Adjacent to Las Virgenes Creek, not far from the cattails of Linear Green, is a sizable plot of western ragweed. On a recent run I noticed several tufts of fluff caught on the ragweed and backlit by the afternoon sun.
Investigating, I found the source of the tufts about 15 yards away — a patch of bull thistle — an invasive weed that is found throughout the U.S.
Like a dandelion, bull thistle seeds are attached to a downy pappus, and can be dispersed by wind. The rate at which these plumed seeds fall through still air is quite low — less than 1.5 ft/sec. This is slower than the minimum sink rate of a high performance sailplane. For a given plant height, the lower the sink rate, the farther the seed can potentially be dispersed from the parent plant.
Even though the plumed seed of bull thistle (Cirsium vulgare) is much larger and heavier than a dandelion’s familiar tuft, it is reported to have about the same ratio of plume area to seed weight. This is a key factor affecting the sink rate. However, the bull thistle’s seed is reported to sink at about a 15% slower rate than the dandelion’s. This may be attributable to aerodynamic and structural advantages of the secondary branches found in the plume of the bull thistle, but not in the dandelion’s.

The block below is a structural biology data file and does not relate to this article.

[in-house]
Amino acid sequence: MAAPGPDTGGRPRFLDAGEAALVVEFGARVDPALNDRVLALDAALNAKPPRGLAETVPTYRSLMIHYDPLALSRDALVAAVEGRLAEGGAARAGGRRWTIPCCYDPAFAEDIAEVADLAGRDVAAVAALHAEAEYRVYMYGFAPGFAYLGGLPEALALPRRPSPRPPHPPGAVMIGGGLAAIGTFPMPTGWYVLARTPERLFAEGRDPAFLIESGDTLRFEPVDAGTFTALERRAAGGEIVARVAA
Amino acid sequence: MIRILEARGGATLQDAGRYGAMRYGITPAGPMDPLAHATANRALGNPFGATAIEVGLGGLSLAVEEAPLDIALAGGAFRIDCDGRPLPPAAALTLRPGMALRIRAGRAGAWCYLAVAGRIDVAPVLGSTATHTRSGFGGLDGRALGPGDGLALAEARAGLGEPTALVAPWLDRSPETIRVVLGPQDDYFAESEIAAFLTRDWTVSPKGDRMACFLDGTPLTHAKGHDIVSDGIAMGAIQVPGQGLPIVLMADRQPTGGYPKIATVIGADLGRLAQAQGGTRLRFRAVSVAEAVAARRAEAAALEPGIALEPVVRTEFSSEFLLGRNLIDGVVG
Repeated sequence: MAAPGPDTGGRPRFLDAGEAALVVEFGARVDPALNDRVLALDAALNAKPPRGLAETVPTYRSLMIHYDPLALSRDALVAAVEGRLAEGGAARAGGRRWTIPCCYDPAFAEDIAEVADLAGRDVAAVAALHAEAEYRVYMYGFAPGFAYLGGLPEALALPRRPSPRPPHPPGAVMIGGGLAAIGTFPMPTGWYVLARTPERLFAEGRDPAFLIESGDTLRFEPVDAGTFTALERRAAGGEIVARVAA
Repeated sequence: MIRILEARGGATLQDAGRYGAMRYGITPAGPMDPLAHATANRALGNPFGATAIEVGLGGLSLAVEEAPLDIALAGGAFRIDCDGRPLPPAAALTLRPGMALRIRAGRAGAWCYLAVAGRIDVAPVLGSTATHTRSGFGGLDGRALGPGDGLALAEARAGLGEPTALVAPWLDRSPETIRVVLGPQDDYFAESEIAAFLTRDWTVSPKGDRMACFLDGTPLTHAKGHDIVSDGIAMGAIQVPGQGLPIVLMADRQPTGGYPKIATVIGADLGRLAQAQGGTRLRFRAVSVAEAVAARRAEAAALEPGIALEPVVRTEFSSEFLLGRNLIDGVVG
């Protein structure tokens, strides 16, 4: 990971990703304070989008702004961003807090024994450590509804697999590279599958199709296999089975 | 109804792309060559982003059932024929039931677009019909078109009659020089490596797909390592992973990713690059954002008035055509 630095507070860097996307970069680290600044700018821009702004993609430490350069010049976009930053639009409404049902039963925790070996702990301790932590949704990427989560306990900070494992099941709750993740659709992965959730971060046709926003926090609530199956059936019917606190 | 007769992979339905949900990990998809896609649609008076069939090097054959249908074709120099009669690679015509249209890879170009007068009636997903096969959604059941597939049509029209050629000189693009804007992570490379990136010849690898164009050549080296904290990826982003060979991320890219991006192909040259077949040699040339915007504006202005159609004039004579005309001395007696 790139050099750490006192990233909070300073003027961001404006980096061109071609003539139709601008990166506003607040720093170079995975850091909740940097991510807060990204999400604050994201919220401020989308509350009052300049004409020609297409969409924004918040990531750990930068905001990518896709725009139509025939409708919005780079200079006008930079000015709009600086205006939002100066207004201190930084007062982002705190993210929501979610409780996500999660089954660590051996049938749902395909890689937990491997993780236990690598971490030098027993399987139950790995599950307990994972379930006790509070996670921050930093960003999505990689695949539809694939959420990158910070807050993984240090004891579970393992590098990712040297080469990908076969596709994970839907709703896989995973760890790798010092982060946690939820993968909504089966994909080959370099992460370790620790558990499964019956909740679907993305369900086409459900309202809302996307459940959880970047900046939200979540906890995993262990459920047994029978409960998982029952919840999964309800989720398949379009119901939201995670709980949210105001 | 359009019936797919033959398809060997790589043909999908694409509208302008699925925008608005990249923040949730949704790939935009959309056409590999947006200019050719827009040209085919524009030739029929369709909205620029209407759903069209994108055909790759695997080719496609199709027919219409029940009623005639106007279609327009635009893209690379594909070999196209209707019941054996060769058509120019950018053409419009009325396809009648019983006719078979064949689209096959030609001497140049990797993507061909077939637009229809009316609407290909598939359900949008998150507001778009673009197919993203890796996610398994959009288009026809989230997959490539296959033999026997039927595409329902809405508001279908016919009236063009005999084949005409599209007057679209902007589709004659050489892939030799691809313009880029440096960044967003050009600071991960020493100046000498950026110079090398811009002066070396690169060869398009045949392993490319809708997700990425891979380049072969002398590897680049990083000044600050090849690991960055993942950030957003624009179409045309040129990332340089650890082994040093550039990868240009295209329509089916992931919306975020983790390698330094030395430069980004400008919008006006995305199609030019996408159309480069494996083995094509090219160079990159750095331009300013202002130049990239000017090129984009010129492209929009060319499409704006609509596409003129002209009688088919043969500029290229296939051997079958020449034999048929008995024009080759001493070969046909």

Related technical papers:
Diaspore Size, Shape, and Fall Behavior in Wind-Dispersed Plant Species
Glenn R. Matlack
American Journal of Botany, Vol. 74, No. 8 (Aug., 1987), pp. 1150-1160
Botanical Society of America
The Aerodynamics of Plumed Seeds
D. F. Greene and E. A. Johnson
Functional Ecology, Vol. 4, No. 1 (1990), pp. 117-125
British Ecological Society